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  8. #8
    egoldber's Avatar
    egoldber is offline Black Diamond level (25,000+ posts)
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    The problem is that the standard for an IEP is very hard to meet if your child is on grade level and/or is not having any behavioral issues in the classroom. Schools are only legally obliged to provide services and/or special education to guarantee a child access to an "appropriate education". With special education $$ getting harder to come by, even in NoVA, schools are pushing back when a few years ago they may not have.

    Even a 504 can be hard to get unless there is a demonstrated classroom impact and the accommodations require zero dollars.
    Beth, mom to older DD (8/01) and younger DD (10/06) and always missing Leah (4/22 - 5/1/05)

  9. #9
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    You ladies are all so helpful! Thank you so much for the info.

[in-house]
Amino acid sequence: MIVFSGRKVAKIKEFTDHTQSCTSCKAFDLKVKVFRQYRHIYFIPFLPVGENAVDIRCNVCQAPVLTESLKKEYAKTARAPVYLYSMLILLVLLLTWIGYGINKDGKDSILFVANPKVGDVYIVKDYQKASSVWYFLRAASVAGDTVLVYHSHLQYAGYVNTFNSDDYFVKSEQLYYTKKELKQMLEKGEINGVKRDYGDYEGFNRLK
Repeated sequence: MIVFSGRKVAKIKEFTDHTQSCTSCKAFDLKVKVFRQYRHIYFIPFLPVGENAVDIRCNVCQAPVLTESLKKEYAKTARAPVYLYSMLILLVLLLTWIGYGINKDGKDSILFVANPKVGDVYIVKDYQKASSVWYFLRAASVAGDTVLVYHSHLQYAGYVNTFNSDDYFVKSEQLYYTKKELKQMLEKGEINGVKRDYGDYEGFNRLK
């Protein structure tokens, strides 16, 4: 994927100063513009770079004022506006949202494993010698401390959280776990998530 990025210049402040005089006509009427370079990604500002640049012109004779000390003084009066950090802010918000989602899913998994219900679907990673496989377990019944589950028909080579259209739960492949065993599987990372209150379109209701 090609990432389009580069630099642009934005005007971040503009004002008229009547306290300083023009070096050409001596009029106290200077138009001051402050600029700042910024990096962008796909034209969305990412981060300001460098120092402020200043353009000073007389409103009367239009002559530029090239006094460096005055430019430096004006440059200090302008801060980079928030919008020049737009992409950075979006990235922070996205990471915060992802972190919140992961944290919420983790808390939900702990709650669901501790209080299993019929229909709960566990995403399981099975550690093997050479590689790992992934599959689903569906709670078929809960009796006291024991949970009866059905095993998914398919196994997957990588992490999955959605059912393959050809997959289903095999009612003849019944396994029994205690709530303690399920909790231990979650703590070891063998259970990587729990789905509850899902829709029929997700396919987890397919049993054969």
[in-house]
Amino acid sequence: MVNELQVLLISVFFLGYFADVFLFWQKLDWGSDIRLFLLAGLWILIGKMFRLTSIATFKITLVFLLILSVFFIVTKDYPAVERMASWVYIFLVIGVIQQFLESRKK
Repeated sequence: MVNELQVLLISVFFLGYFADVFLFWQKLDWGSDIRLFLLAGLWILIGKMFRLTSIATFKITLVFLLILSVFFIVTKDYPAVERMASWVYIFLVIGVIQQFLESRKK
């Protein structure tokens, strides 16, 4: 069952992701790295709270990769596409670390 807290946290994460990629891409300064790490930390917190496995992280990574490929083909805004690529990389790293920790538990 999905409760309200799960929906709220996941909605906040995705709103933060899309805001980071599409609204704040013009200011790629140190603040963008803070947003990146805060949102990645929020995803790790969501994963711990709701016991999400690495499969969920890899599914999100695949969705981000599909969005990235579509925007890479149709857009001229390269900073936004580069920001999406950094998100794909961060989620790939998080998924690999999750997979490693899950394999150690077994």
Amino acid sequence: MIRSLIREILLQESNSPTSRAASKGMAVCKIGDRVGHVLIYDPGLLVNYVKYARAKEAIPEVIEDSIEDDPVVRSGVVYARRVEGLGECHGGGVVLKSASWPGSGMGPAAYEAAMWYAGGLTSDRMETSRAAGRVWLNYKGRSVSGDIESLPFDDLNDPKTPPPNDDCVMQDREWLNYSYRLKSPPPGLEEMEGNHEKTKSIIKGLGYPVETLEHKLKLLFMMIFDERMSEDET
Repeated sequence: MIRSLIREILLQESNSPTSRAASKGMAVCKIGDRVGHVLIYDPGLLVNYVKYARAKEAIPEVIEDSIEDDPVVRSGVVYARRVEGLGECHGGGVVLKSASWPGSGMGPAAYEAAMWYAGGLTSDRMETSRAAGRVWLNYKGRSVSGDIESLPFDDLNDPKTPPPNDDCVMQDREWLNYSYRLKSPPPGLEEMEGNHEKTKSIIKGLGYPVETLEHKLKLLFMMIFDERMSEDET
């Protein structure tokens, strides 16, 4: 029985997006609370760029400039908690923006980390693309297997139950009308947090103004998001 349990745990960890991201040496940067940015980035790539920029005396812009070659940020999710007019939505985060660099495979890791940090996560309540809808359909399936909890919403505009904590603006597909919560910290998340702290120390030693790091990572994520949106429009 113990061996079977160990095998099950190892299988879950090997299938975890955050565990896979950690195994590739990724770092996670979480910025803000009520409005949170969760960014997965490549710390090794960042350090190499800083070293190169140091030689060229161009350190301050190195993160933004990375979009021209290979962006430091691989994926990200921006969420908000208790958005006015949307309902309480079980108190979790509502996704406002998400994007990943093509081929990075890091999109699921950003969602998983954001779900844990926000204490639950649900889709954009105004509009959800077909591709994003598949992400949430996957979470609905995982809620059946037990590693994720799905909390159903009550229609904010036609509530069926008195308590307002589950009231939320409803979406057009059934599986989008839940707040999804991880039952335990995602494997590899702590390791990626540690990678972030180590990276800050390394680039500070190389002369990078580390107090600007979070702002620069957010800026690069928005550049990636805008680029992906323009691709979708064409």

He is not working at grade level and the school is already saying he will most likely be held back next year. He is having problems with behavior as well. I don't know what grade he is in--maybe 1st? I'll ask and update here.

    Basically, they want the parents to pay for all testing until they find something medically wrong, then they'll talk about doing an IEP. But I thought schools were required to do some testing?

    Someone mentioned putting their requests in writing and sending it to the appropriate person in the district. Does anyone know what type of title that would be? Who should they be asking to speak to?


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    Last edited by daisymommy; 06-11-2013 at 04:02 PM.
    Mama to "The Fantastic Four":
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  10. #10
    egoldber's Avatar
    egoldber is offline Black Diamond level (25,000+ posts)
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    Have his parents requested a formal IEP meeting? In FCPS, you address this request in a letter (it can be an e-mail) to the school counselor who then initiates the process.

    With a diagnosis and being behind enough for the school to want to retain (which is very unusual), honestly that seems like a certain IEP.
    Beth, mom to older DD (8/01) and younger DD (10/06) and always missing Leah (4/22 - 5/1/05)